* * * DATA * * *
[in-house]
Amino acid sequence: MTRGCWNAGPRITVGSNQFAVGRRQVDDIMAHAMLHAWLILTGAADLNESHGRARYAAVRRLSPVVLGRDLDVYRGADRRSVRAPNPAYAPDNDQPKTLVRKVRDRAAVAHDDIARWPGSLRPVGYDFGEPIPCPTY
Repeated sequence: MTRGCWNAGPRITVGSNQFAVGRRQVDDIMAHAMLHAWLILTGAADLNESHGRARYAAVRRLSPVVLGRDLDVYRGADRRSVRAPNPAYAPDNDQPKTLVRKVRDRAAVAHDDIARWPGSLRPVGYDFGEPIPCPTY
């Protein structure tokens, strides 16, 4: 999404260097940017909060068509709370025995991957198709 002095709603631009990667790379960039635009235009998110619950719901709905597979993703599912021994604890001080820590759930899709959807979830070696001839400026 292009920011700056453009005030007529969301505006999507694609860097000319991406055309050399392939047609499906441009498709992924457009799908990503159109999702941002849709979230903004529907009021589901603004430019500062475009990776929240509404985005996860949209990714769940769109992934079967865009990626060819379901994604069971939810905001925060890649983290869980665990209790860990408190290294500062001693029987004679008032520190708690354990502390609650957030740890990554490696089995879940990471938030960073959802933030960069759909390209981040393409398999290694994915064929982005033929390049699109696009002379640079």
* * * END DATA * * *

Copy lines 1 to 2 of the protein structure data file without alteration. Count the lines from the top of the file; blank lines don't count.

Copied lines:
[in-house]
Amino acid sequence: MTRGCWNAGPRITVGSNQFAVGRRQVDDIMAHAMLHAWLILTGAADLNESHGRARYAAVRRLSPVVLGRDLDVYRGADRRSVRAPNPAYAPDNDQPKTLVRKVRDRAAVAHDDIARWPGSLRPVGYDFGEPIPCPTY